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Octavio Stream - Review & Measurements (Streamer)

Why go with a TI chip instead of a Snapdragon?
Why go with Snapdragon?

I was talking about gapless with the application Octavio virtuose provided by the manufacturer which is the "normal" way to operate this network drive, not through a third party application.
Gapless with Qobuz indeed works with Octavio Legacy. With Virtuose, they are working on it (I hope pretty soon with next updates)... :confused: But I don't see any technical limitations that would explain Virtuose couldn't.
Octavio Stream - Review & Measurements

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Hi Folks,

Today's review is about the Octavio Stream, which, as its name suggests, is... a streamer, and by coincidence, the second French product in a row to be measured. It was sent to me directly by the manufacturer, represented here by the co-funder, @davidminard, after I asked him a sample for objective analysis.

Octavio is literally what we may call a "start-up". It is a fairly young company, strictly speaking: it is both very recent and ran by young people. They came into business by the end of 2020, and launched their first two products (Octavio Stream and Octavio Amp) a couple of years ago, after a crowdfunding campaign. Their line-up also recently included an active speaker, the Maestro. These three products are both designed and assembled in France, by a small team based in Tourcoing, which certainly is unusual nowadays. The Octavio Stream costs 199€, but I see it on sale for 179€, which by the way is also the actual European MSRP of the WiiM Pro, that I reviewed back in February. That would be then an interesting comparison, even if the latter has quite a few more features to offer. The Stream, on the other hand, does indeed show a simpler approach, and mostly focus on a straightforward design, while putting more effort in software development.​

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The Stream is built around a quite minimalistic design. It fits in a tiny (12 X 6.5 cm) and rigid plastic case, that I found the molding quality to be good. It has a very discrete LED at the center, hidden inside the chassis, which blinks in either white or blue color, respectively for both Wi-Fi or Bluetooth. There are only two tactile buttons on the top, one for Play/Pause function, the second for next track. And... that is pretty much it.​

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On the back, the connectivity is set at its very minimum. The central button allows you to switch between Bluetooth and Wi-Fi inputs. The unit is powered through its USB-C port, but the latter may also take Ethernet LAN connection with the proper (optional) cable. The 3.5 mm Jack (1/4") socket shares both analog and digital outputs. To use the internal DAC, you may connect either a Jack to RCA cable, a 3.5 mm Jack to 3.5 mm Jack one. You will need a 3.5 mm Jack to Toslink cable in intend to feed an external DAC. Sadly, only one of these tree cables is supplied with the Stream, so you will have to choose which option you would need when ordering.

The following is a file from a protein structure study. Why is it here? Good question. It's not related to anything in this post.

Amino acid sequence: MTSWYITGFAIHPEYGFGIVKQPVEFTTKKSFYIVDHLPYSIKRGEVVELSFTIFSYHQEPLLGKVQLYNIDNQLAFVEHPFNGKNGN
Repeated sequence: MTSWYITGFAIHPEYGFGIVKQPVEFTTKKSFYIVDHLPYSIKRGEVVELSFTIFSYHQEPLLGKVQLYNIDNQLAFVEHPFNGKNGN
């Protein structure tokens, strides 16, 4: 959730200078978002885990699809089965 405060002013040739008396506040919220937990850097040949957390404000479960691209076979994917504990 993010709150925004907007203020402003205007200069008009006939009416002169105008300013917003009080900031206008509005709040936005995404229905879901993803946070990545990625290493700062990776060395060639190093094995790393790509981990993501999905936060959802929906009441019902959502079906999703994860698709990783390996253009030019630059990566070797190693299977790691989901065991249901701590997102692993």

On the software side, the Octavio Stream is somewhat more interesting. As a Linkplay module is implemented, it works perfectly fine with the popular WiiM Home app. Initially, Octavio also proposed their "own" revision of this app at launch (which was basically a reskin of WiiM Home) : Octavio Legacy. While it still is supported to date, the "Legacy" stands now that Octavio operated a significant departure from the Linkplay ecosystem, by starting to develop their own app, in-house. The latter is called Octavio Virtuose and is 100% an original design from their team.

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Honestly, like this alternative by quite a margin. It is one of the best "Hi-Fi" streaming app I experienced, and among the few ones that remind me the usability of Roon (without its terrific algorithm abilities, tho). The overall presentation looks and feels definitely more modern than WiiM Home, and it works both smooth and fast. There is still some room for improvements: While you can play your own files from a NAS, Bubbleupnp or Airplay, the only streaming service directly integrated is Qobuz (edit: and Deezer!). If you want to use Tidal, then you would have to launch their own app, as the Octavio Stream supports Tidal Connect. Same goes for Spotify or Amazon Music... Sure, if needed, you still have the possibility to use Octavio Legacy (or WiiM Home) app and then have all of these in the same place, but I would really like to see more services implemented in Virtuose in the future. At the end, certainly a great proposal, and I am sure it could only get better over time.

By the way, the Octavio team is also working on the Roon Ready certification (...or waiting from Roon to get it, you know how it works), which could be a tremendous addition, especially at this price point!​


Disclaimer: Measurements you are about to see are not intended to be as precise or extensive than what you get from a 30k€ AP. There is obviously both hardware and software limitations here, so not quite apples to apples comparison with Amir's testing. Still, this data is enough to have a pretty good idea if the gear is bad or not, stellar, broken, or sub-par...

- Instruments : RME ADI-2/4 PRO SE. E1DA Cosmos ADC (Grade B), Minimum phase filter. E1DA Cosmos APU 60dB preamp is used for DR measurements. Output voltage is measured separately, using a DMM with a 0dBFS 1kHz tone.
- Software : REW V5.20.14, Multitone Loopback Analyzer 1.0.80 and RMAA 6.4.5 PRO,